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    $\begingroup$ @Pieter Can you provide the sources for the numbers you quote in this thread? As currently provided they look pulled out of thin air. $\endgroup$ – Emilio Pisanty Oct 6 '18 at 11:59
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    $\begingroup$ @Pieter actually it appears that there does exist nonlinearity in the inner ear at moderate sound pressures: see Non-linear Behavior of the Ear. $\endgroup$ – Ruslan Oct 6 '18 at 12:07

As always for anything involving biology, the answer is actually more complicated.

It is true that there is no "note" there at the beat frequency, in terms of Fourier series. But despite what is commonly stated in textbooks, the ear does not just do a Fourier transform.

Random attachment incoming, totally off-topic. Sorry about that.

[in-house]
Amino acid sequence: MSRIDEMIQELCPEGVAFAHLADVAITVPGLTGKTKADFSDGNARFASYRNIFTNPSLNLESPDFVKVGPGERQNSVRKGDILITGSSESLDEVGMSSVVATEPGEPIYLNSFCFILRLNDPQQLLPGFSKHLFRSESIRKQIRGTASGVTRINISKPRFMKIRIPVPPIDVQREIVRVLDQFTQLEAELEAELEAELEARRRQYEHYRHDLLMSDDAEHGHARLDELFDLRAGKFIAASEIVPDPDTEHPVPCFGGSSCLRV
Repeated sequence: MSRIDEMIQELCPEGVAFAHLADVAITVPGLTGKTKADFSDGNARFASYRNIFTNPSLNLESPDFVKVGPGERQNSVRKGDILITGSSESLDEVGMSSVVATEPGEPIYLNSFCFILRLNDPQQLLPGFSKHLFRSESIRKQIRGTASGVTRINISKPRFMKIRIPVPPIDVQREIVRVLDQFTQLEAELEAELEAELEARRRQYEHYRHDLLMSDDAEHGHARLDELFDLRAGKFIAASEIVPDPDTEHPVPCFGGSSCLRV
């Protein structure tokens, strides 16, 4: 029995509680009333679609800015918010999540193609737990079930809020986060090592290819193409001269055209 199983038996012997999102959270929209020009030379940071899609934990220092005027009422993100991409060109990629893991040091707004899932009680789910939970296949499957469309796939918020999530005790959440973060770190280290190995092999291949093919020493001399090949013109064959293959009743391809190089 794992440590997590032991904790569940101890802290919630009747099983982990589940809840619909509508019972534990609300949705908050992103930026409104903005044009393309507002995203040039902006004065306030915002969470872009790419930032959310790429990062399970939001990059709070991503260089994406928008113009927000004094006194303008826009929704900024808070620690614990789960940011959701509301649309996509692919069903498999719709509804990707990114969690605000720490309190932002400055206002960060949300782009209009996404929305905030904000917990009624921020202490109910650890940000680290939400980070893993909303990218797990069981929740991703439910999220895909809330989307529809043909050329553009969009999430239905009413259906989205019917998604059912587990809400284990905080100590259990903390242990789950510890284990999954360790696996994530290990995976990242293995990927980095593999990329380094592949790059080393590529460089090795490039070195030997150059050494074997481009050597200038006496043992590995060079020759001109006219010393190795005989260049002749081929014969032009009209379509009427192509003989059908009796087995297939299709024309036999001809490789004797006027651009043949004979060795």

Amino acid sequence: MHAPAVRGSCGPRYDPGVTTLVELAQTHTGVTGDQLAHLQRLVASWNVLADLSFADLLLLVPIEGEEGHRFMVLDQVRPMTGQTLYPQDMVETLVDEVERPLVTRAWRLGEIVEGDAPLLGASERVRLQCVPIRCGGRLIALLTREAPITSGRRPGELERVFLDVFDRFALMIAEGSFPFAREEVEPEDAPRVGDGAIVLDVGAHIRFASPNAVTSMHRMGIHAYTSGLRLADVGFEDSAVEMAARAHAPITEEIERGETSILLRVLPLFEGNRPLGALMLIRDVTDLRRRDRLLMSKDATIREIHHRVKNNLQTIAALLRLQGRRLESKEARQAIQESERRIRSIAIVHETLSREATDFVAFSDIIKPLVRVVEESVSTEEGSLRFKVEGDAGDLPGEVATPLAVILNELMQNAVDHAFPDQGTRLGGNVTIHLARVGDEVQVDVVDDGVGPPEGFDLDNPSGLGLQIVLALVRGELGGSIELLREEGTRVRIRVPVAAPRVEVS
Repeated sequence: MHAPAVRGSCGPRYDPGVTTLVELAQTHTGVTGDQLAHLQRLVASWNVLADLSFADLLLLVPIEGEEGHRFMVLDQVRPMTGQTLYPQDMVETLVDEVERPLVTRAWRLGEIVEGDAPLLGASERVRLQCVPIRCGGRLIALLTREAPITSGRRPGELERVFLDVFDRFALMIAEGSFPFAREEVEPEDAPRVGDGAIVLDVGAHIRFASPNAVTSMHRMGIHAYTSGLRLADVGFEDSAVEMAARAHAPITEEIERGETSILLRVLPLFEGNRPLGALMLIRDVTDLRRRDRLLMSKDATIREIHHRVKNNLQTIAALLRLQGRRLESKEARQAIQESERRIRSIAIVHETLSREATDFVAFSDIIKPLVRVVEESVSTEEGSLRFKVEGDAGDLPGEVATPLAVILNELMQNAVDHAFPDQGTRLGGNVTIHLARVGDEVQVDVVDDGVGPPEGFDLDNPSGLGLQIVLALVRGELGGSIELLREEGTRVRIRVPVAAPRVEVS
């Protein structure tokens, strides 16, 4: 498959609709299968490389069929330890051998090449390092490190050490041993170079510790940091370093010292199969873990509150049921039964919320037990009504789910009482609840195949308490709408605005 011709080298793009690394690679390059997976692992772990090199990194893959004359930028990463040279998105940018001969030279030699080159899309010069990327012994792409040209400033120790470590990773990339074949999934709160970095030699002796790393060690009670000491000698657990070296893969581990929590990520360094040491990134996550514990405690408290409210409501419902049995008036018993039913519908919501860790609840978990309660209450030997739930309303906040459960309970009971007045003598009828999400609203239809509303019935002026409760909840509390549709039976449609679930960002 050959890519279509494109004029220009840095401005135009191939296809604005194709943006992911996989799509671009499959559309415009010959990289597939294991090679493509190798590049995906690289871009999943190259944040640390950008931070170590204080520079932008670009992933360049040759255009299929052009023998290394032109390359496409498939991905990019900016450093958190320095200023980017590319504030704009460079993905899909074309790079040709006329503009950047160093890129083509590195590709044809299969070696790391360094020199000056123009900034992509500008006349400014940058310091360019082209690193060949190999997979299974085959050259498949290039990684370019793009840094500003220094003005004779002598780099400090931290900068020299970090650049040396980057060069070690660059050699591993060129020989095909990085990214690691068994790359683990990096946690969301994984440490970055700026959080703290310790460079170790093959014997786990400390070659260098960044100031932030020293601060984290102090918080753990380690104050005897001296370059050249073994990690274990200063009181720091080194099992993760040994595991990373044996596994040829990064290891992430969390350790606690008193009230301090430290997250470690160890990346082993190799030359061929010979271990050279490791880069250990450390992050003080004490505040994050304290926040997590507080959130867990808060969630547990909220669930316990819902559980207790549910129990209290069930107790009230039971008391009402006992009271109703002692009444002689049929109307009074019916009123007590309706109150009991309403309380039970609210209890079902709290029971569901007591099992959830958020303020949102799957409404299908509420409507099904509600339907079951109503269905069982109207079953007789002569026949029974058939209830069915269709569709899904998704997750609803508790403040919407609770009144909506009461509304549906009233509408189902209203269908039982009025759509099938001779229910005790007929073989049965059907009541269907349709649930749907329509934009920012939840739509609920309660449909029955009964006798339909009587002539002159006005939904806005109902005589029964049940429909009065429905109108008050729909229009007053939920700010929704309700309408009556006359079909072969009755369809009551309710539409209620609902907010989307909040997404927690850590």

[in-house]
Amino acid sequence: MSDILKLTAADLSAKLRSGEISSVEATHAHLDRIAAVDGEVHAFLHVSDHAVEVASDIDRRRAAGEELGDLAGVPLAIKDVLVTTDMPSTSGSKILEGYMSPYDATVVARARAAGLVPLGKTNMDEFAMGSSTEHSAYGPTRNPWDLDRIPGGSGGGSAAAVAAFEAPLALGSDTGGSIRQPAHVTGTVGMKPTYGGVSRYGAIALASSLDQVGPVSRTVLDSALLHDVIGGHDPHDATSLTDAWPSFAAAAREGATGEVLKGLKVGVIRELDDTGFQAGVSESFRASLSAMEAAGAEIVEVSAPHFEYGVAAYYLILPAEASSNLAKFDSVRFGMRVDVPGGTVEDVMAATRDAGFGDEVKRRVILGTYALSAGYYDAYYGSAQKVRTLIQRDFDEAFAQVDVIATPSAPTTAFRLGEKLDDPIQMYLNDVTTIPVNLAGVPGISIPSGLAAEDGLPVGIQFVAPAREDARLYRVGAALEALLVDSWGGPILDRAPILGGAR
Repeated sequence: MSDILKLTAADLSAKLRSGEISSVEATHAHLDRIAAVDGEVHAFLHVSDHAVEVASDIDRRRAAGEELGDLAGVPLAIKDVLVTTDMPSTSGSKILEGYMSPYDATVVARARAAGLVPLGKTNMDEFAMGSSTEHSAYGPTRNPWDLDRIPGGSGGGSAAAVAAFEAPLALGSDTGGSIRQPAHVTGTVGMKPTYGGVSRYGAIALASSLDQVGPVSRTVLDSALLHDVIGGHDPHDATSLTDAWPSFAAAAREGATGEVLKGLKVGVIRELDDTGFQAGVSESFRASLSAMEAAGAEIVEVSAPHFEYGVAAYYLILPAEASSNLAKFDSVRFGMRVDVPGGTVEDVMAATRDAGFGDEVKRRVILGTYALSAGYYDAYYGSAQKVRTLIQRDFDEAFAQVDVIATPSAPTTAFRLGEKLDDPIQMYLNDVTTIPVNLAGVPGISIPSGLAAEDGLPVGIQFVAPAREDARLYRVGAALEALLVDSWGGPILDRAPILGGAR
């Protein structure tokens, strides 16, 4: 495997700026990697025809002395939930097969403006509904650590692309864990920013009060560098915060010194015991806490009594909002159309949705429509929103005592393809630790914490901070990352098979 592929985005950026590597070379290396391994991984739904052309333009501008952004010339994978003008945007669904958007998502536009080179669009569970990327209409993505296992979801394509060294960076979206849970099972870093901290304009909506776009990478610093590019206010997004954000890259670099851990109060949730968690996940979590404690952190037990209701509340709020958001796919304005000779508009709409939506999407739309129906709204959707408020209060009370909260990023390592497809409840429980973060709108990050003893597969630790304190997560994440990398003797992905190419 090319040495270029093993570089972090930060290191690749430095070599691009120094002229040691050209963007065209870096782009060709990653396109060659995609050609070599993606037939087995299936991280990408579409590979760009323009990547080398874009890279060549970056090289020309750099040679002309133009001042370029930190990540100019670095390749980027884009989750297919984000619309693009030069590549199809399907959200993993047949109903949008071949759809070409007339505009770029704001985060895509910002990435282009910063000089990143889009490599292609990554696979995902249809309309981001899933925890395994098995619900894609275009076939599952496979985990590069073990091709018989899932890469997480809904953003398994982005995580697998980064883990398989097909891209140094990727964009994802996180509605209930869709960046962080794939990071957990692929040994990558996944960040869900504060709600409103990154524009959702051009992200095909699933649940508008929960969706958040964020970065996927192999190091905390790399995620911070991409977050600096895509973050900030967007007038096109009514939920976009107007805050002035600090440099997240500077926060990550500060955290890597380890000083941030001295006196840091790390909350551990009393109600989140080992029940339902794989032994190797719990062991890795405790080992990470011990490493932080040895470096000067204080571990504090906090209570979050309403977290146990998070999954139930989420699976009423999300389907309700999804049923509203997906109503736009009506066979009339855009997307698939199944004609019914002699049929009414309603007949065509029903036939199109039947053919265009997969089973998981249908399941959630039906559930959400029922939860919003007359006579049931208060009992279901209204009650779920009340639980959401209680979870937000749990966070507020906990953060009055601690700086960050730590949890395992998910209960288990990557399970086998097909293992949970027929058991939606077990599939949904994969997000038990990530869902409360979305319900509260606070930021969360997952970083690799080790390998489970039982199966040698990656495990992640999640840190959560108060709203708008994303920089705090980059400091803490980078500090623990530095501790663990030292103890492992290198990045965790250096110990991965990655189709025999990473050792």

In fact, the human ear does perceive differences in frequencies, and more generally certain linear combinations of frequencies, as actual tones. They are called combination tones, and a demo is here. As you can hear in the second clip, when two frequencies $f_1 < f_2$ are played, one hears tones at frequencies $f_2 - f_1$ (the difference tone) and at $2f_1 - f_2$ (the cubic difference tone), as well as some others. This is no small effect; these tones are several octaves below the original tones.